Last August, my heater core went out. I had it replaced.
Then, early October, it went out again. They thought it may have been a bad part, so they replaced it again.
Then, mid December, it went out again. They said it must be a blown gasket head, based on a pressure test on the radiator cap that blew 2 points higher than normal. I said I was taking it somewhere else.
I took it somewhere else, and he ran some compression tests and things, and said they all came back perfect. I don’t remember all of the details now, but I think it was the compression test where he hooked it up to something and left it running for 12 hours and it didn’t lose any pressure, which to him meant there was no way it was a head gasket issue. He spent a day looking it over and said there was absolutely nothing wrong other than the heater core - a side seam was split. He put in a new heater core. He also replaced the radiator cap and thermostat for good measure. (I’ve never seen the temp gauge in the car get above the normal mid range).
Then, in mid January, it went out again. Took it out to that mechanic again, he said he checked it from top to bottom, not a thing wrong - other than again, a split/leak along the seam at the outer edge of the heater core, in the exact same location as last time. He thought maybe it was a run of bad parts because couldn’t find anything else wrong, it went out in the same place again, and he said that if it were a pressure issues then a hose or other older parts would go before the brand new heater core would. He replaced the core again.
And then, this morning, the smell of antifreeze, and then the cloud of thick air that fills the car.
I have no idea what to do. It is an 03 malibu LS with 80,000 miles on it.
OK I’ll guess, bad thermostat and radiator cap causing excess heating and pressure causing the weakest link, heater core to fail.
Hopefully they’re honoring the warranty for the part and work done. I’d see if there’s another manufacturer for this part, or if these are aftermarket parts, maybe pay the extra for a genuine part. It couldn’t hurt to replace the radiator cap, but I’d be surprised if the heater core was the weakest link—I’d think a hose clamp or rubber hose would fail before a brass or aluminum part, but I could be wrong.
as an afterthought, change the thermostat too.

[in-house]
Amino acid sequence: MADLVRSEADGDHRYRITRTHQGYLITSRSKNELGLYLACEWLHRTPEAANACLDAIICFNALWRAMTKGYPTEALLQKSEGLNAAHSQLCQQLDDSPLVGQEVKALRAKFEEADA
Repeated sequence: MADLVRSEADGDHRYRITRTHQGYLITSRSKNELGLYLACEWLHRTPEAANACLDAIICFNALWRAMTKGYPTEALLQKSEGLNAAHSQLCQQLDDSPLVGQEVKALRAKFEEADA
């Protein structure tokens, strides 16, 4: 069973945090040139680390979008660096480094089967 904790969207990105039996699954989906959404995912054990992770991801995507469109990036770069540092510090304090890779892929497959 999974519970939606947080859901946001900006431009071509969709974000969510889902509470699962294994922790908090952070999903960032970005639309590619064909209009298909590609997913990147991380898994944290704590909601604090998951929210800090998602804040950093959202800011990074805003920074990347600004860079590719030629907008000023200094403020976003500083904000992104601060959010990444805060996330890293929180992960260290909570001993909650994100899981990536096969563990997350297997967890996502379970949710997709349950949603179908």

When an aluminum heater core is installed it must sit on it’s insulators freely so the heater core free-floats. This is because the heater core expands in all directions as it heats up. If the heater core is intalled where it’s binding on the insulators this can cause the heater core to crack, because it’s not able to expand freely.
the last time I took it in, before he replaced the heater cap again, he replaced the radiator cap and thermostat as well as a precaution.
parts - GM factory parts. the first time i took it in, they tried a non GM part and it didn’t fit, so then they got the GM - more expensive - part, so they’ve all been GM parts.
He talked about that last time, but said he had checked around everything carefully and there was nothing that he could see that would cause a conflict.
both radiator cap and thermostat were replaced last time - he said they were inexpensive and it couldn’t hurt, so I told him to go ahead.
The first place I had it at was charging me every time I took it in (30 day warranty), and then were about to charge me a trunkful of cash to tear the motor apart without proof of a larger problem, so my dad told me to take it elsewhere. So, I had to pay for the parts and labor again with the second mechanic, but last time it went out he replaced it for free.
I’d attempt to look at the lot number on every heater core (too late for most of them). This is the same failure across multiple parts. The seam should take much more pressure than any rad cap pressure limit. These are defective cores.
Ok, this might sound really naive - but don’t they have to recall defective parts? The first replacement core was installed mid August…could they really have bad parts on the market for so long?
It may be a given lot number. If the end installer doesn’t send it back up the line in complaint/warranty …there’s no initiation of ISO tracing to isolate the lot # line/time it was made. It can take a while for the process to work itself out.
I would do a static air pressure test on the bench with pressure set to 25lbs. Any heat core should withstand this pressure. There may be a thermal component to the failure, but there’s only so much one can do to simulate the condition of failure. Perhaps submerging it in boiling water with air pressure on the core.
This would be a bit much to pay someone to do this, and it would be a bit out of the capability of most consumers.
BMW and VW (maybe Audi also) had a big recall in the early 80’s about heater cores splitting and , get this , dumpimg hot coolant on peoples feet. Well the manufacture came up with what was essentially a weaker link than the heater core and we installed this under the hood.
I have no idea on this one but if these cores are cracking in the same place (and since the odds of getting this many bad cores are near zero) it would seem to me this has to be a stress crack issue.
Core hose nipples overly long, heater hose hardened like a rock or routed incorrectly leading to stress on the seam, etc.? Someone needs to sit on this car for a few days and think this thing through very carefully rather than substitute cores en masse.
They have to be overlooking something.